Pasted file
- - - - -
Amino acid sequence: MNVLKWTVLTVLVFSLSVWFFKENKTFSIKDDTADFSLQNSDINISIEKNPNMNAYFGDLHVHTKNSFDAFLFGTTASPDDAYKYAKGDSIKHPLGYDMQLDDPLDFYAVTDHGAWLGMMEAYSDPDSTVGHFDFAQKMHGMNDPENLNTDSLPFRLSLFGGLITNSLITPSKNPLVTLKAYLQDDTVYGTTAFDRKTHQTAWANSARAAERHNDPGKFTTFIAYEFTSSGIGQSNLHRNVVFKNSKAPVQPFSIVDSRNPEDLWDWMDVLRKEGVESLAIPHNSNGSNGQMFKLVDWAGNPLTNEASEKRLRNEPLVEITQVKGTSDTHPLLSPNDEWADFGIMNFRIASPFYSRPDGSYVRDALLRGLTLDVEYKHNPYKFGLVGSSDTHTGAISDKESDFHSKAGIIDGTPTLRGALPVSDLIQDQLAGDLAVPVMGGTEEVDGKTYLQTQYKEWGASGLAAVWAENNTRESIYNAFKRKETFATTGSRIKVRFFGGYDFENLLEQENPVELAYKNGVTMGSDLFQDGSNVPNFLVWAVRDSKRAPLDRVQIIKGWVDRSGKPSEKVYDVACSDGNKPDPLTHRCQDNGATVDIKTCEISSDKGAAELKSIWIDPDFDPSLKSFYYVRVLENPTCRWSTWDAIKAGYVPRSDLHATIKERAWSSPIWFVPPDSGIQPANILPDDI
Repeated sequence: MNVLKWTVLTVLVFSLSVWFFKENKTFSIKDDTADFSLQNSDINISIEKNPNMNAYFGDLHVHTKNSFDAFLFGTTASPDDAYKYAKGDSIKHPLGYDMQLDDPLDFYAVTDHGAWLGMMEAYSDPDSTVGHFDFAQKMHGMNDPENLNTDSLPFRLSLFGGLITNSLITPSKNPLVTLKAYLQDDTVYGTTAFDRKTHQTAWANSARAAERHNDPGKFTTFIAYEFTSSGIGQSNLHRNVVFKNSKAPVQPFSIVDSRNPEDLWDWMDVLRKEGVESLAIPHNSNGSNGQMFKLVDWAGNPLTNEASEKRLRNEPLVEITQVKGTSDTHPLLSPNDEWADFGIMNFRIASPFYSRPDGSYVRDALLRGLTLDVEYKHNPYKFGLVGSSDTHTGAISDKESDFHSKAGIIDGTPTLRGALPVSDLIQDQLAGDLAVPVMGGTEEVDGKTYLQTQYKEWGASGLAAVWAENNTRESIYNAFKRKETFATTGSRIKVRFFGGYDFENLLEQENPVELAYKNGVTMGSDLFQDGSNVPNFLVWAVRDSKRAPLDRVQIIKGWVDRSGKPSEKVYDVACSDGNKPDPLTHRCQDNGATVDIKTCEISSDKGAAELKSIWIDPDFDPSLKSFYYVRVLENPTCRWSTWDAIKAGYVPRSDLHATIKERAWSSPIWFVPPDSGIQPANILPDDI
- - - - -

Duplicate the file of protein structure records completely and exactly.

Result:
Amino acid sequence: MNVLKWTVLTVLVFSLSVWFFKENKTFSIKDDTADFSLQNSDINISIEKNPNMNAYFGDLHVHTKNSFDAFLFGTTASPDDAYKYAKGDSIKHPLGYDMQLDDPLDFYAVTDHGAWLGMMEAYSDPDSTVGHFDFAQKMHGMNDPENLNTDSLPFRLSLFGGLITNSLITPSKNPLVTLKAYLQDDTVYGTTAFDRKTHQTAWANSARAAERHNDPGKFTTFIAYEFTSSGIGQSNLHRNVVFKNSKAPVQPFSIVDSRNPEDLWDWMDVLRKEGVESLAIPHNSNGSNGQMFKLVDWAGNPLTNEASEKRLRNEPLVEITQVKGTSDTHPLLSPNDEWADFGIMNFRIASPFYSRPDGSYVRDALLRGLTLDVEYKHNPYKFGLVGSSDTHTGAISDKESDFHSKAGIIDGTPTLRGALPVSDLIQDQLAGDLAVPVMGGTEEVDGKTYLQTQYKEWGASGLAAVWAENNTRESIYNAFKRKETFATTGSRIKVRFFGGYDFENLLEQENPVELAYKNGVTMGSDLFQDGSNVPNFLVWAVRDSKRAPLDRVQIIKGWVDRSGKPSEKVYDVACSDGNKPDPLTHRCQDNGATVDIKTCEISSDKGAAELKSIWIDPDFDPSLKSFYYVRVLENPTCRWSTWDAIKAGYVPRSDLHATIKERAWSSPIWFVPPDSGIQPANILPDDI
Repeated sequence: MNVLKWTVLTVLVFSLSVWFFKENKTFSIKDDTADFSLQNSDINISIEKNPNMNAYFGDLHVHTKNSFDAFLFGTTASPDDAYKYAKGDSIKHPLGYDMQLDDPLDFYAVTDHGAWLGMMEAYSDPDSTVGHFDFAQKMHGMNDPENLNTDSLPFRLSLFGGLITNSLITPSKNPLVTLKAYLQDDTVYGTTAFDRKTHQTAWANSARAAERHNDPGKFTTFIAYEFTSSGIGQSNLHRNVVFKNSKAPVQPFSIVDSRNPEDLWDWMDVLRKEGVESLAIPHNSNGSNGQMFKLVDWAGNPLTNEASEKRLRNEPLVEITQVKGTSDTHPLLSPNDEWADFGIMNFRIASPFYSRPDGSYVRDALLRGLTLDVEYKHNPYKFGLVGSSDTHTGAISDKESDFHSKAGIIDGTPTLRGALPVSDLIQDQLAGDLAVPVMGGTEEVDGKTYLQTQYKEWGASGLAAVWAENNTRESIYNAFKRKETFATTGSRIKVRFFGGYDFENLLEQENPVELAYKNGVTMGSDLFQDGSNVPNFLVWAVRDSKRAPLDRVQIIKGWVDRSGKPSEKVYDVACSDGNKPDPLTHRCQDNGATVDIKTCEISSDKGAAELKSIWIDPDFDPSLKSFYYVRVLENPTCRWSTWDAIKAGYVPRSDLHATIKERAWSSPIWFVPPDSGIQPANILPDDI